Kyrgyz Republic overview

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Urban scene

In the Kyrgyz republic we focus on:

Fostering sustainable growth by strengthening regional cross-border linkages: As a landlocked economy with a limited domestic market, the Kyrgyz Republic would benefit greatly from deeper regional integration, given its important energy export potential, as well as good regional trade and transit position. In that context, the Bank will aim to help facilitate economic and trade cooperation and integration with the region, by supporting rehabilitation of critical infrastructure, strengthening the exporting sector including through access to finance and advisory, as well as supporting cross-border investments and regional cooperation projects.
 
Enabling SMEs to scale-up and bolster competitiveness: Outside the extractive sector, the economy is dominated by SMEs, with few mid-sized corporates in existence. While deeper regional trade links create opportunities for the best local firms, stronger operating models and core competencies will be needed to better compete. The Bank will thus support competitiveness and sustainable growth of SMEs with viable business models through investment and advisory, promoting in particular skills transfer and operational efficiency improvements, and seek to strengthen the financial sector to facilitate access to finance for SMEs, in particular in local currency. The Bank will also step up its efforts of improving the business environment through policy dialogue.
 
Promoting sustainability of public utilities through commercialisation and private sector participation: To address underinvestment, deficient regulatory environment, weak core competencies, poor financial and operational performance, the Bank will continue to support municipal utilities, where it has a recognized expertise and delivery model in improving operators’ financial condition, operating practices and governance, and seek to support sustainability of power sector by rehabilitating assets and developing a more attractive institutional framework for private investment.
 
In addition, the Bank will seek to support through the above priorities the reduction of regional economic disparities, by increasing its outreach to less developed rural areas, in particular in the southern regions, and addressing inclusion gaps in relation to gender and youth across sectors.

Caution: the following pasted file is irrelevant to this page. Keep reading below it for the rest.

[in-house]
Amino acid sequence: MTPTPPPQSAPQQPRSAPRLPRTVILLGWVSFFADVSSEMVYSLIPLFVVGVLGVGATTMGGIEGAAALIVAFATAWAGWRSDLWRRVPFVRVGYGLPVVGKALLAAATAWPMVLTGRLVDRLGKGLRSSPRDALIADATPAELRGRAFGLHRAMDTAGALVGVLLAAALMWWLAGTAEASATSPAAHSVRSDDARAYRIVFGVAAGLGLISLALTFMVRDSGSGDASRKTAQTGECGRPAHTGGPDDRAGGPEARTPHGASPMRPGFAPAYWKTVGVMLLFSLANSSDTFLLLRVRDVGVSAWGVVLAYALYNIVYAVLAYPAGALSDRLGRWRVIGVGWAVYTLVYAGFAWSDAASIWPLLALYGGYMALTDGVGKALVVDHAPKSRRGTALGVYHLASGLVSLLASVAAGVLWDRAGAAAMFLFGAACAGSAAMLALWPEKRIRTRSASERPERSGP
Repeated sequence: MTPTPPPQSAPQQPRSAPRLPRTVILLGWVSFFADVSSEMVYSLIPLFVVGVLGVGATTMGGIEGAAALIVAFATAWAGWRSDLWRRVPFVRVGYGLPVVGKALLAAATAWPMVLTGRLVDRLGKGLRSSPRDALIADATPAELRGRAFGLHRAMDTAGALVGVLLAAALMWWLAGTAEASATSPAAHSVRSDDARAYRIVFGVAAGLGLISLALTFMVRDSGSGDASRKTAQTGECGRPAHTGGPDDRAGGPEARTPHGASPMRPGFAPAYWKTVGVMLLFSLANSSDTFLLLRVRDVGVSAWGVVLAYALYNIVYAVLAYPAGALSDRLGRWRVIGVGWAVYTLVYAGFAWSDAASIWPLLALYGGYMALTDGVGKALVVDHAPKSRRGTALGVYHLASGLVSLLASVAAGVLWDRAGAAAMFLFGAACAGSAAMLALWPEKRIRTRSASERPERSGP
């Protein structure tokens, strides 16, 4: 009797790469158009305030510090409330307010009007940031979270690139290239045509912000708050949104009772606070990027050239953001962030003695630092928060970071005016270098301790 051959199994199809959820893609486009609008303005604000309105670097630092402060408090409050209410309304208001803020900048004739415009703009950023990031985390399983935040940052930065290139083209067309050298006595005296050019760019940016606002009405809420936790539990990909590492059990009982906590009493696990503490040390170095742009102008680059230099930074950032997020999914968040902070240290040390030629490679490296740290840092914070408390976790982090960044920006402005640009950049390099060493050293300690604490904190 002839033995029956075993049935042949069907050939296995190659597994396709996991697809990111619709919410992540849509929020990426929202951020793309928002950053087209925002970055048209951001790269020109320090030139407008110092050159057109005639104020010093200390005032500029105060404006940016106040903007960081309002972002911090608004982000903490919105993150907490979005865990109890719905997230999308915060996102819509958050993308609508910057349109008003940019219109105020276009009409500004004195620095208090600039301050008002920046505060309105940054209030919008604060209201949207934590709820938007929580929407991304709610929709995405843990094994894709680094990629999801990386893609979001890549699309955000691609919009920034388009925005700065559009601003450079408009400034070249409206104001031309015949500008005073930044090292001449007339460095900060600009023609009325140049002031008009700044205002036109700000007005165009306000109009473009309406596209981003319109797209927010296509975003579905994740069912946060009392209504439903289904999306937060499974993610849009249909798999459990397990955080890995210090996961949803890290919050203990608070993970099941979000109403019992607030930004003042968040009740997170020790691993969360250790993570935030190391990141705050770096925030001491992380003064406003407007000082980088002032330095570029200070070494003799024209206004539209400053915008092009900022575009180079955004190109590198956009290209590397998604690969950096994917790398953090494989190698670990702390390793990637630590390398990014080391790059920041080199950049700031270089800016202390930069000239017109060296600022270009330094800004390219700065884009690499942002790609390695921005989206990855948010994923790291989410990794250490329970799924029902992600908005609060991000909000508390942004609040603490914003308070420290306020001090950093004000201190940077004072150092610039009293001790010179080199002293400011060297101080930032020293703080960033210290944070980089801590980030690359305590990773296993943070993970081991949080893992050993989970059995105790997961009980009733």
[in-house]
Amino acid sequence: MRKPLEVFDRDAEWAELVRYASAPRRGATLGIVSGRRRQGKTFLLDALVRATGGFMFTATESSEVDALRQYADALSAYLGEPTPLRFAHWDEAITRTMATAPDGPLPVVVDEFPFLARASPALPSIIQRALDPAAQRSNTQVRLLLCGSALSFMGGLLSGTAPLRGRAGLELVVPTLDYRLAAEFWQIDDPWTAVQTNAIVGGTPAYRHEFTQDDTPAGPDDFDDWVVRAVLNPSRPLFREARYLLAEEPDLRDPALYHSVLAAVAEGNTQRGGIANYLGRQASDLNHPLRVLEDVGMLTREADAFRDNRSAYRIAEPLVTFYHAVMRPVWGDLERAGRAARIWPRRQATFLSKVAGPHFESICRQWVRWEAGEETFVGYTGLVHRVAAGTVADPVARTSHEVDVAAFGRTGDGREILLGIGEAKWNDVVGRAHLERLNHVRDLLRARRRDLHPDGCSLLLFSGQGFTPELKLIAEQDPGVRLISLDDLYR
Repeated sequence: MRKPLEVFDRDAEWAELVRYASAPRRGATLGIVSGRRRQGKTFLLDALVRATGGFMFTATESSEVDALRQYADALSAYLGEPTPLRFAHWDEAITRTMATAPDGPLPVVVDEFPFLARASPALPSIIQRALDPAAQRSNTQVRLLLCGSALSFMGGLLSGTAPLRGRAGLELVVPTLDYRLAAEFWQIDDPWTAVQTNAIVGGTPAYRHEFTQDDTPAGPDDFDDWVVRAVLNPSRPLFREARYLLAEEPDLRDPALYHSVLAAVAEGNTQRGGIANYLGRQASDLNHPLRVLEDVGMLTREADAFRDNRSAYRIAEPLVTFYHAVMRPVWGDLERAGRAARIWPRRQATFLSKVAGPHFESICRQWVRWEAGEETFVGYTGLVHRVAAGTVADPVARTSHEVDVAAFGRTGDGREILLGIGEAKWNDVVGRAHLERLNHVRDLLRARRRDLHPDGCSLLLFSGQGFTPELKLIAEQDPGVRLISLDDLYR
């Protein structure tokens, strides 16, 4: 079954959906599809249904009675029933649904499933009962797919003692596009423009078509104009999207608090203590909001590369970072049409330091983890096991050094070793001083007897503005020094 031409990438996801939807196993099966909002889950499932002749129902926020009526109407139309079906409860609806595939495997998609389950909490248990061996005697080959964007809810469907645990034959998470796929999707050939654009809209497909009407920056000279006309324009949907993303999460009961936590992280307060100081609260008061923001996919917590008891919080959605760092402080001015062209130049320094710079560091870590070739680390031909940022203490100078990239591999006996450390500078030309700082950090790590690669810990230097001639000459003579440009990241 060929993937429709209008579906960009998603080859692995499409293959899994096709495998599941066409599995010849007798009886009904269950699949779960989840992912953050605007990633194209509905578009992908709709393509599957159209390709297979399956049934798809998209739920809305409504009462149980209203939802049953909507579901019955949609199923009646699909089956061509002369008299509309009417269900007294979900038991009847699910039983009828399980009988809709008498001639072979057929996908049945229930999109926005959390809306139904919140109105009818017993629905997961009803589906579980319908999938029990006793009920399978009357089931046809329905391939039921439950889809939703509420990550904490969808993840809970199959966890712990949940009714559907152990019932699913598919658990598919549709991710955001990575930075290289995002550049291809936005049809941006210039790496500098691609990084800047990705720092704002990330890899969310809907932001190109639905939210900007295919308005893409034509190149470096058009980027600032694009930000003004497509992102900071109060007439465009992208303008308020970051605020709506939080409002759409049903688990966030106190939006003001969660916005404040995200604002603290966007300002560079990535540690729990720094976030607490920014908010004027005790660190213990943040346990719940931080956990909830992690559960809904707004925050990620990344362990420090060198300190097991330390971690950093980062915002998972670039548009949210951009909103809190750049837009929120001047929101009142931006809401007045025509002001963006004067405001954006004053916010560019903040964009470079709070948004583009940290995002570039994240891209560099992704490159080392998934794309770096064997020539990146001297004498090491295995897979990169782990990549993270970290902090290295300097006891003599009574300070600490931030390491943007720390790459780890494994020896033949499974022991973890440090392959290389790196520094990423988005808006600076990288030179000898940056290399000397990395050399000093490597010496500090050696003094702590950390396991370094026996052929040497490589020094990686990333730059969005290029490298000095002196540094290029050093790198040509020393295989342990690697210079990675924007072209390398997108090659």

EBRD forecast for Kyrgyz Republic Real GDP Growth in 2021 6.6%

EBRD forecast for Kyrgyz Republic Real GDP Growth in 2022 4.6%

Real GDP declined by 3.8 per cent in January-April 2021, the lowest contraction since the beginning of the pandemic. Economic and political uncertainty, as well as longer-term Covid-related disruptions, weigh on the supply side of the economy. Fixed investment continued to contract; gold production is down 9.8 per cent year-on-year, and construction and manufacturing dropped by 17 and 16.4 per cent year-on-year, respectively.
 
However, excluding the Kumtor gold mine, real GDP increased by 1.1 per cent year-on-year on the back of a sharp increase in remittances (up 22 per cent year-on-year in US dollar terms in the first quarter of 2021). A remittance-financed surge in consumer demand led to a recovery in services (up 1.3 per cent year-onyear) and food price inflation. To quell inflationary pressures, the central bank raised the policy rate from 5.5 to 6.5 per cent in April 2021. As a result, annual inflation decelerated to 8.7 per cent in April 2021 from the peak of 10.6 per cent in February 20 2021, but remains above the target corridor of 5-7 per cent.
 
The volume of newly issued loans increased by 38.8 per cent year-on-year in January- April 2021, with strong growth in agriculture, trade and consumer loans. At the same time, the nonperforming loan (NPL) ratio climbed to 11.24 per cent in April 2021 from 8.67 per cent a year ago, signifying a build-up of risks in the banking sector.
 
The economy is expected to grow by 6.6 per cent in 2021, fuelled by strong recovery in remittances from Russia and growth in private consumption, which will positively affect the services industry. However, fixed investment is expected to remain subdued in 2021 due to political risks and investment climate concerns resulting from the temporary takeover of Kumtor by the authorities in May 2021 and the ratcheting up of inspections and regulatory pressure on medium-size businesses.
 
Hence, real GDP growth is projected to decelerate to 4.6 per cent in 2022.
 

Kyrgyz Republic in the EBRD’s 2020-21 Transition Report

 
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